If you notice any of these signs of drug use in your loved one there is a chance they may be using this drug or have an addiction. However, if you notice symptoms of drug use, what are you supposed to do? How do you know when it is a problem and not simply a one-night thing?
If you notice that your loved one exhibits these signs of drug use often (i.e. multiple times a week or every day), this could be a sign of problem use or drug addiction. Drug addicts in general also become withdrawn from loved ones when their use becomes bad, so the effects may cause a once outgoing person to become withdrawn and antisocial.
Since cocaine is so expensive, excessive money problems may also be a sign of addiction or drug use. If they often ask to borrow money or already owe you, there may be something going on. Keep an eye on your loved one for the signs of cocaine use or hangover. Keep an open channel of communication if possible so you may approach them if you feel there is something going on.
Not everyone who starts out using coke will exhibit physical symptoms or show changes in their system. However, you may be able to tell through other signs. For instance, they may have a white powdery residue under their nose or on their face. Some users will be meticulous at cleaning their face after use, but you may see the substance on the clothing or around the house.
You can look on bathroom counters or other flat surfaces like a chair. Check under the bed for items that go with drug use. Depending on where you find a white powder, the person may offer excuses such as "It's just powdered sugar". However, if you see it in odd places or in more than one place, you can't blame it on powdered sugar or flour.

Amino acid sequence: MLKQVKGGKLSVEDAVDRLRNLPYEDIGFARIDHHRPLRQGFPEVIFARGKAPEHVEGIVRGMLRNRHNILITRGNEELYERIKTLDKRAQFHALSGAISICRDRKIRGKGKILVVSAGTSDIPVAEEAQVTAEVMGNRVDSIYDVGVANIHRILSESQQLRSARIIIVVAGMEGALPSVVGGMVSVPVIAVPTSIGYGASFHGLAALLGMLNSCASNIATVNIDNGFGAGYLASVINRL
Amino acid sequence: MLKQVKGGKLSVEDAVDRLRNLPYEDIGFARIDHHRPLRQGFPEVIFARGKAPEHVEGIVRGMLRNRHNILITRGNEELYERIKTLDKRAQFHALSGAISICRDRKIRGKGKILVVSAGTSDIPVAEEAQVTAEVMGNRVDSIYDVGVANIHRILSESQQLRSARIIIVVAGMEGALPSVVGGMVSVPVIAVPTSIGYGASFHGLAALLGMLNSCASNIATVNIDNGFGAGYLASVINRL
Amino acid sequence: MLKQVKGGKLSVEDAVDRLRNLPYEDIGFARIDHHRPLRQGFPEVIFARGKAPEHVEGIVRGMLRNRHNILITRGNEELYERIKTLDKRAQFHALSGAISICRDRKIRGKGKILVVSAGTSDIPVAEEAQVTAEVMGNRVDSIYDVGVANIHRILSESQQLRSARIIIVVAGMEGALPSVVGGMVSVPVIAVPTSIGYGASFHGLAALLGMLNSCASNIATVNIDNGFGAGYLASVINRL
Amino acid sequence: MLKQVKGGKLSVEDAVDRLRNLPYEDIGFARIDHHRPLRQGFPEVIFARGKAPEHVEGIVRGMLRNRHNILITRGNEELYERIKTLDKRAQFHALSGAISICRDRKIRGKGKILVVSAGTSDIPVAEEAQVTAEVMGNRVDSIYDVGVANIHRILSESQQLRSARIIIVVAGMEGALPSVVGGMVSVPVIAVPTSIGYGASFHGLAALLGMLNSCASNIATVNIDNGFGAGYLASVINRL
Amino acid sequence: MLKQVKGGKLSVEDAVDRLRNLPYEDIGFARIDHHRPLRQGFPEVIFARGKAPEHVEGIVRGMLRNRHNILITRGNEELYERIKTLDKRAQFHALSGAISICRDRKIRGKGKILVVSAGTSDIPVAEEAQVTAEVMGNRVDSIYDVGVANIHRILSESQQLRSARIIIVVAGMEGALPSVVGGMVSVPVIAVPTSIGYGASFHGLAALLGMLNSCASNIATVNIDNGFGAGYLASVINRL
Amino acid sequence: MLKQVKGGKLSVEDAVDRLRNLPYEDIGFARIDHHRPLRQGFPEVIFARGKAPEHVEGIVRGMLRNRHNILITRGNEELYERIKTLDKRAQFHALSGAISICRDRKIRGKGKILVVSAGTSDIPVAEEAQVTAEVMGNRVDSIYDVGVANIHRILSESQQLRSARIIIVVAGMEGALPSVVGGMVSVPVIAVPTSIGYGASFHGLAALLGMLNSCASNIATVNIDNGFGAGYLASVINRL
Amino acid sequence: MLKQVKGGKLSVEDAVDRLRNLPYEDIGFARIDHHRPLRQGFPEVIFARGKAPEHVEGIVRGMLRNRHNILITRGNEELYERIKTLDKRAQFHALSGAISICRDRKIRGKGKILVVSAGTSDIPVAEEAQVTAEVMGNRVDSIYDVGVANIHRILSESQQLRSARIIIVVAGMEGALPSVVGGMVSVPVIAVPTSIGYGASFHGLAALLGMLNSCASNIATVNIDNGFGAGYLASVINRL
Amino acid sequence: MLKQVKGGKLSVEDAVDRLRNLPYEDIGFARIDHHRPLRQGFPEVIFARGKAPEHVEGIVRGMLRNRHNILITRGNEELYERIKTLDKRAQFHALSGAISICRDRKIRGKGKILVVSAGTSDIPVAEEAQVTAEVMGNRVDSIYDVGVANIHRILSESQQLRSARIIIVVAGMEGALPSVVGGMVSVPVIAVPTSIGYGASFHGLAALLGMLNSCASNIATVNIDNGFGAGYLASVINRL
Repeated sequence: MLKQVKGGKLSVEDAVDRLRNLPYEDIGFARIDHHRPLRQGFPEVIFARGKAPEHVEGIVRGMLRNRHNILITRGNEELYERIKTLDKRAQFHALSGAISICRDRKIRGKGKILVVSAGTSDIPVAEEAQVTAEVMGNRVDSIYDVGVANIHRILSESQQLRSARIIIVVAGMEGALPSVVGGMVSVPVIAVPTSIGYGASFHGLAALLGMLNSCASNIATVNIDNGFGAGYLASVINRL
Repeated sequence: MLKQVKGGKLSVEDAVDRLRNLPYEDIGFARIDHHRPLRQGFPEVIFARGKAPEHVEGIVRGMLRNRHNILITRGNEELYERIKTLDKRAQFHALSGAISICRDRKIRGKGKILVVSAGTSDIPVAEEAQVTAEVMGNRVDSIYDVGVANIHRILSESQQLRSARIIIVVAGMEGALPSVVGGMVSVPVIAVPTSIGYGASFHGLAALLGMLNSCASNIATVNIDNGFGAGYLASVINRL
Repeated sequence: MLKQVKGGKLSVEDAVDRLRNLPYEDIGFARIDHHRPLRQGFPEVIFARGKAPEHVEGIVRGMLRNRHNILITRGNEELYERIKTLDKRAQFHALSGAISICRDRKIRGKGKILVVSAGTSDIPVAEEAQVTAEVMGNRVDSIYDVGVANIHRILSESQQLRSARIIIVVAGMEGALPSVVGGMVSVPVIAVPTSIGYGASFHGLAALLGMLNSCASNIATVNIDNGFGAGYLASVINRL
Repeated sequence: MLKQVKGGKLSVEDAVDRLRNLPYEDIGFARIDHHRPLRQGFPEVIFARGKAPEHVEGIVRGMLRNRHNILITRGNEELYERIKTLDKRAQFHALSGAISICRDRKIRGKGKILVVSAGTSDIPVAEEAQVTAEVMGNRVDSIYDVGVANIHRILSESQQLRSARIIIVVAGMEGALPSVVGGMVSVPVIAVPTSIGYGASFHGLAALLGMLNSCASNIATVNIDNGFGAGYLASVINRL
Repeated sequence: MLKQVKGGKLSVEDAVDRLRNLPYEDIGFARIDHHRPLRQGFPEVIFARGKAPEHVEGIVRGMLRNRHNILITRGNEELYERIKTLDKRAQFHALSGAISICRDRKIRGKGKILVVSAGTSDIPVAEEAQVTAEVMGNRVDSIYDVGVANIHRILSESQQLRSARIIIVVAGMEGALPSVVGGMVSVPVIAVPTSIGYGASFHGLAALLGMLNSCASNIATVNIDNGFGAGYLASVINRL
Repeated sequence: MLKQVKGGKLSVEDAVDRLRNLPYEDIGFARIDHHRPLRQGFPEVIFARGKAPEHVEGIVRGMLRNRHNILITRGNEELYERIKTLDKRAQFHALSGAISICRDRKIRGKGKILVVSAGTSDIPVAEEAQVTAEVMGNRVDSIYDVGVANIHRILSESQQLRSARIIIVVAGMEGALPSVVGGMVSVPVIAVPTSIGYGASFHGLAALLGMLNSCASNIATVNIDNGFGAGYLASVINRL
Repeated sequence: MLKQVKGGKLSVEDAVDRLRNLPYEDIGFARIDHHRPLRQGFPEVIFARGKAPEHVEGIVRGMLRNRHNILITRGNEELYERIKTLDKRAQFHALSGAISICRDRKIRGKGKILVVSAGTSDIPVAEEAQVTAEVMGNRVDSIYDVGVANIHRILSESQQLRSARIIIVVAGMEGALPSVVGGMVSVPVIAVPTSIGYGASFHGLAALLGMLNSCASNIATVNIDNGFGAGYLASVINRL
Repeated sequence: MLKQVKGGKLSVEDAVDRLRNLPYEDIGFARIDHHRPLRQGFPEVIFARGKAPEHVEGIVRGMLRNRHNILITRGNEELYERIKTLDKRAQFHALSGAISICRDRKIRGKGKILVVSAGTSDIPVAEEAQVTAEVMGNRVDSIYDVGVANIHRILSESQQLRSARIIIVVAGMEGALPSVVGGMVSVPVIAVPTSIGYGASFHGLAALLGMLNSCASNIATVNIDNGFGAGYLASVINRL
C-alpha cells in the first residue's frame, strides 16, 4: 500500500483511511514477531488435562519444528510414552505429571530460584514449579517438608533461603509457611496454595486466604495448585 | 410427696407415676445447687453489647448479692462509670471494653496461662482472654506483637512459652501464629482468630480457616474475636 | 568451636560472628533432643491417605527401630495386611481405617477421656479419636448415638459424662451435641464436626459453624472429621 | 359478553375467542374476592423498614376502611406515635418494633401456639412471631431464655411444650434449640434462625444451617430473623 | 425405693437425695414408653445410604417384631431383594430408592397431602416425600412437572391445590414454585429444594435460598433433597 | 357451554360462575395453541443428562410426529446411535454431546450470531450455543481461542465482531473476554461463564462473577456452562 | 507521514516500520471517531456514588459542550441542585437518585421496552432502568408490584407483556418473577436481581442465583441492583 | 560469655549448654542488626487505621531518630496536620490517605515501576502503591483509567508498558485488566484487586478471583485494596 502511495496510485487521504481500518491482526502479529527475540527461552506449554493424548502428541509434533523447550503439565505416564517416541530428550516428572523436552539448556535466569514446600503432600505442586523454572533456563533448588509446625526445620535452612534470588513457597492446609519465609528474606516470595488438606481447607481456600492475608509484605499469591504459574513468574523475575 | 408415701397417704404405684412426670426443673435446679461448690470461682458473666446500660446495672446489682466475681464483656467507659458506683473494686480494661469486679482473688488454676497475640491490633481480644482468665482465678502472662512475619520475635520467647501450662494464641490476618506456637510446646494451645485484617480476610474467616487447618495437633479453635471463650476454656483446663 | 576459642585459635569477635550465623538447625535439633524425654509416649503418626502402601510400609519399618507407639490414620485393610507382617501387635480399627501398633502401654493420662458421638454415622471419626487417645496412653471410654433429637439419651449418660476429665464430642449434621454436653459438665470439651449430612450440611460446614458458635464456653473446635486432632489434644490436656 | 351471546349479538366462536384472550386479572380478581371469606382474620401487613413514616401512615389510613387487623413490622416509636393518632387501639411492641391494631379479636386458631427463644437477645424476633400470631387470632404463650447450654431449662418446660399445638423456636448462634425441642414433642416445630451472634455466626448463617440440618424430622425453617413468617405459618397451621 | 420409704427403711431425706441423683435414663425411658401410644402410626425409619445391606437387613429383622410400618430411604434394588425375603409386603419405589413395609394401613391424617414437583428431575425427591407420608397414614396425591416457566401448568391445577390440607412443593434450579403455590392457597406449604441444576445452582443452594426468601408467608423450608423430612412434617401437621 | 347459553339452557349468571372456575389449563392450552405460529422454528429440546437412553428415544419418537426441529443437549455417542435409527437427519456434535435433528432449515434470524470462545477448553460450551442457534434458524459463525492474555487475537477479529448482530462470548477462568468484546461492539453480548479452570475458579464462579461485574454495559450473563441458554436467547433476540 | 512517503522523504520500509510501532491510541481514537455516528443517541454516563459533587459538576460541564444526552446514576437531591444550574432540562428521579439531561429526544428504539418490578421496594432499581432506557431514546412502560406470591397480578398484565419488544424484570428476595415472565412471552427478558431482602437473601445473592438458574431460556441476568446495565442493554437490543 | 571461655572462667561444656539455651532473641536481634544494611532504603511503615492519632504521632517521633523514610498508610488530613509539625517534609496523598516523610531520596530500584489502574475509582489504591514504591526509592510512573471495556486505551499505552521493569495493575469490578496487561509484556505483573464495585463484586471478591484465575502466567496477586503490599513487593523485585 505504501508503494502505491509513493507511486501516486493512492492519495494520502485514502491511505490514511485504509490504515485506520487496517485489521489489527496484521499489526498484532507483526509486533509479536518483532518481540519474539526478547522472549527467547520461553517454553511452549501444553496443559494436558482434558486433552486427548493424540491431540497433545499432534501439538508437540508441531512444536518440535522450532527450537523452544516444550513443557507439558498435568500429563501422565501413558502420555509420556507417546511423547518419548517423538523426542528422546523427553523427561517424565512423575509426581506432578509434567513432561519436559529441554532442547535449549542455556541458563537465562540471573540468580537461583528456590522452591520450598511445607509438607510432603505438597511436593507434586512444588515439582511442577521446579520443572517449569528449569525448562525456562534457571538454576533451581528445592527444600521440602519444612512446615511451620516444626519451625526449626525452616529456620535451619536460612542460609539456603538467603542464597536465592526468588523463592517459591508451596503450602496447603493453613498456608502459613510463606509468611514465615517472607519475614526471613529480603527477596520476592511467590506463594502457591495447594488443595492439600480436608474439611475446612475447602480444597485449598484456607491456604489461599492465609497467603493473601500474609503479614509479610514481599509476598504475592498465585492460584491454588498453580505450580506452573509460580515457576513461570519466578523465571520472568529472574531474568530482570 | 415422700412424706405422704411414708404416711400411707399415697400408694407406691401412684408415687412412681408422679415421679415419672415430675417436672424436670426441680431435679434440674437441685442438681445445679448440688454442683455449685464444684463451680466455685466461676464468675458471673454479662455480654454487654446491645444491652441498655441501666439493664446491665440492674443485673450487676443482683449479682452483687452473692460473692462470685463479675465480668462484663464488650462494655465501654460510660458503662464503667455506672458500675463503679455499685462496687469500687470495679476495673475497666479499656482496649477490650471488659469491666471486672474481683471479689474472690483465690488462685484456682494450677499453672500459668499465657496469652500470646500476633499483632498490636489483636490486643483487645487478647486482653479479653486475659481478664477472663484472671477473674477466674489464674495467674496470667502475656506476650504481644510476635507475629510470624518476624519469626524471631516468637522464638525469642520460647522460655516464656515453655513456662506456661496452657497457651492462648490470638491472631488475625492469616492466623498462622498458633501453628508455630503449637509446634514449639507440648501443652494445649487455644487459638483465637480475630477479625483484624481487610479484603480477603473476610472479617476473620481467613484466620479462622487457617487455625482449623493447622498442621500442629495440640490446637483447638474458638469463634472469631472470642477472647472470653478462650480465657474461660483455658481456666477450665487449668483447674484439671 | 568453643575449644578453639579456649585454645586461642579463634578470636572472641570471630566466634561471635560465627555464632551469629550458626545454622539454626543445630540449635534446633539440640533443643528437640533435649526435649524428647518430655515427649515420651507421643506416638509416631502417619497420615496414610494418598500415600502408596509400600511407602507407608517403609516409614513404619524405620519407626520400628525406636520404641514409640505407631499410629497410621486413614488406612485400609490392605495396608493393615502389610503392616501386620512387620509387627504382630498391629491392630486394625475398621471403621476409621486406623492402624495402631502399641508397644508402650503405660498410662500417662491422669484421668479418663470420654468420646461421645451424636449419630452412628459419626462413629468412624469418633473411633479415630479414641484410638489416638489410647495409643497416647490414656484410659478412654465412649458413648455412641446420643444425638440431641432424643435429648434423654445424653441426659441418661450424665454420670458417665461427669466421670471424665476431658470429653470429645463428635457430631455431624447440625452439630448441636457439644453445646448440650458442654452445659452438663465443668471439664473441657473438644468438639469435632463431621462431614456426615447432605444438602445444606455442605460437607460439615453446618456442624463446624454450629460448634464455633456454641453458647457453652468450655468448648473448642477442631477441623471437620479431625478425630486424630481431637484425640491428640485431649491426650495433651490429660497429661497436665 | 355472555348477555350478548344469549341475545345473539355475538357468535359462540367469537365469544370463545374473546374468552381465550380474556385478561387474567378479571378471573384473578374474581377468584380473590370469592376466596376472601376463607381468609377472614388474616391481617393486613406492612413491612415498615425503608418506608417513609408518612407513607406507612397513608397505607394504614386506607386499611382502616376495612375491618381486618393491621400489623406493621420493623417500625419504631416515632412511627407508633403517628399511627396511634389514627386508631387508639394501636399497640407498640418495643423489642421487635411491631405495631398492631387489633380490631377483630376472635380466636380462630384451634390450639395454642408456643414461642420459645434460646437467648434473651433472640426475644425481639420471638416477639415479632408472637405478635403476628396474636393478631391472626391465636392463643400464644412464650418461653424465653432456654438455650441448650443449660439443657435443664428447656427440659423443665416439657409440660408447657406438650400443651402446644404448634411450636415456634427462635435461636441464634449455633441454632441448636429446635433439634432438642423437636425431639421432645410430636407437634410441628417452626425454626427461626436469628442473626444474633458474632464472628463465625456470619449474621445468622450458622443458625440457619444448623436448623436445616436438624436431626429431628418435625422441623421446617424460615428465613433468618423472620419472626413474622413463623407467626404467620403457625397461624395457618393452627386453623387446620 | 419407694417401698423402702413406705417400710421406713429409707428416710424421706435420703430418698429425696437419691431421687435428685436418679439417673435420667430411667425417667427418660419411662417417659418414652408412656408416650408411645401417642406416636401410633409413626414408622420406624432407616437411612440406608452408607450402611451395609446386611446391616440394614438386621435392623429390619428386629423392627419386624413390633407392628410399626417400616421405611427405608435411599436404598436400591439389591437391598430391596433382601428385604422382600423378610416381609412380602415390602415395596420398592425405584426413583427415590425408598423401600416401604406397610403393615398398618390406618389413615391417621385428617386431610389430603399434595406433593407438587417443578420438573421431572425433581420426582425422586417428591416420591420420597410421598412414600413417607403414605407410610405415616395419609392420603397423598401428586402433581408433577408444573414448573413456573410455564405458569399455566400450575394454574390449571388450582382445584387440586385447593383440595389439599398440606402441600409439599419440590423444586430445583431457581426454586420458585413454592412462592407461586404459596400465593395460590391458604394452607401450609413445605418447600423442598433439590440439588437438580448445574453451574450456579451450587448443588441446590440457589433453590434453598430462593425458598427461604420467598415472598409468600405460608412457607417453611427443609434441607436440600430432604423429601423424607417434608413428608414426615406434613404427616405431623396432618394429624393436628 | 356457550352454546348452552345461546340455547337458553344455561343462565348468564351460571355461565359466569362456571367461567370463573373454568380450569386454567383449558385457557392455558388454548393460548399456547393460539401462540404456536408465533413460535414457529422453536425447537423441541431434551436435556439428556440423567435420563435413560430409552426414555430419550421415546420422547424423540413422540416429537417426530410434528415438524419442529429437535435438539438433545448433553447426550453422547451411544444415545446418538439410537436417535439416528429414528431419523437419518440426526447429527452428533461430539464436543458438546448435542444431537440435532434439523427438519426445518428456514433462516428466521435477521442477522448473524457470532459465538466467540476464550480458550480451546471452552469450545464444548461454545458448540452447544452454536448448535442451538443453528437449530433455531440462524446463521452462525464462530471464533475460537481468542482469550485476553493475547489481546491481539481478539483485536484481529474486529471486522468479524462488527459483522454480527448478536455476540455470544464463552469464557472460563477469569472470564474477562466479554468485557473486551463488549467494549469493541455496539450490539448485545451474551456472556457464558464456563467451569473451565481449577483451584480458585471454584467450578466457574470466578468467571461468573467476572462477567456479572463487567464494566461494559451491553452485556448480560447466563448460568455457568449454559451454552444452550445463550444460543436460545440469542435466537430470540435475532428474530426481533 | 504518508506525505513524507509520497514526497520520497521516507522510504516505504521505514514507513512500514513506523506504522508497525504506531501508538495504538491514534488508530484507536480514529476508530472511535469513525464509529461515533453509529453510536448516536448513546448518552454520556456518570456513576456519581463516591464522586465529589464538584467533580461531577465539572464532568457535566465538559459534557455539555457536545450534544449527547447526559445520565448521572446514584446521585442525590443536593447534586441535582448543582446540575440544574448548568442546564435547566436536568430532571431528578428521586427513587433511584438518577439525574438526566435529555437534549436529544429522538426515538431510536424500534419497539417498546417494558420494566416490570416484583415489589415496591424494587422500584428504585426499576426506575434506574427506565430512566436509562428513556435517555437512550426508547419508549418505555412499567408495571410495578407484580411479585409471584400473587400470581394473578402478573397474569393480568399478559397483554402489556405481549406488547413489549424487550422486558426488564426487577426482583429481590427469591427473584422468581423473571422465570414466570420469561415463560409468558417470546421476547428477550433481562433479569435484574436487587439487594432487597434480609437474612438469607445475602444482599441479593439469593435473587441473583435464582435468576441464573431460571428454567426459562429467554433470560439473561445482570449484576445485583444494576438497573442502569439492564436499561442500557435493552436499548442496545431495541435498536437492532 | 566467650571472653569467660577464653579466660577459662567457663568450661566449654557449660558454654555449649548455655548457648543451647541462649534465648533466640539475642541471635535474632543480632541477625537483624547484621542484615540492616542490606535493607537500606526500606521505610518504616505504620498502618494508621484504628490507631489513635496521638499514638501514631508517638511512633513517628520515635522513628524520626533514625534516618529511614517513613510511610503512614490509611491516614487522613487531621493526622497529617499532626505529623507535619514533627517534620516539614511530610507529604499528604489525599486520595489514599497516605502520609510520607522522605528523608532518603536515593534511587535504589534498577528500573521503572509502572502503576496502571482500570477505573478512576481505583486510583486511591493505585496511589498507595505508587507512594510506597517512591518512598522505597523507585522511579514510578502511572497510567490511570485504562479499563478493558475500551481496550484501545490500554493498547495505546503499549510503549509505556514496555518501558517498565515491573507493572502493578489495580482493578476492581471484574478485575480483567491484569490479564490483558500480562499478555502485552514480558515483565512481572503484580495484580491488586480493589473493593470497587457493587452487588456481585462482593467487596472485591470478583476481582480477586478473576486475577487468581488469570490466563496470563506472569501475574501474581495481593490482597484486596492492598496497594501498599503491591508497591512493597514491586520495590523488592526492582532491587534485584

A person who is using cocaine regularly often has a constant runny nose. You'll see them rubbing their nose or sniffing when they don't appear to have a cold. If someone starts having unexplained nosebleeds, this is another sign of drug use with coke, especially if it's combined with heroin.
Bloodshot eyes is another indication someone is using cocaine. The eyes may also be watery and red – even more so in the morning because people sleep less when they are using. To hide bloodshot eyes and dilated pupils, the user may wear sunglasses even when they're inside or it's cloudy outside.
Even though the most common method of using cocaine is by snorting, some people will try for a quick fix by diluting the powder in water and injecting it. If this is the case, you may see track marks on the arms. It's also a possible sign of mixing this drug with heroin since its usually injected.
If you don't know much about drug use, especially when it comes to cocaine, you may not know what kinds of things to look for. Here is a list of items that could indicate a person is using if you find it in their home or with their stuff:
If you see multiple items, it's a strong indication the person is using.
A person may show behaviors that are also signs of cocaine use. When the person is high, it often creates a euphoric feeling which may be evidenced by the person laughing more than usual. They may seem more upbeat than what is normal. This mood will only last about a half-hour to two hours before they will come down and be quiet.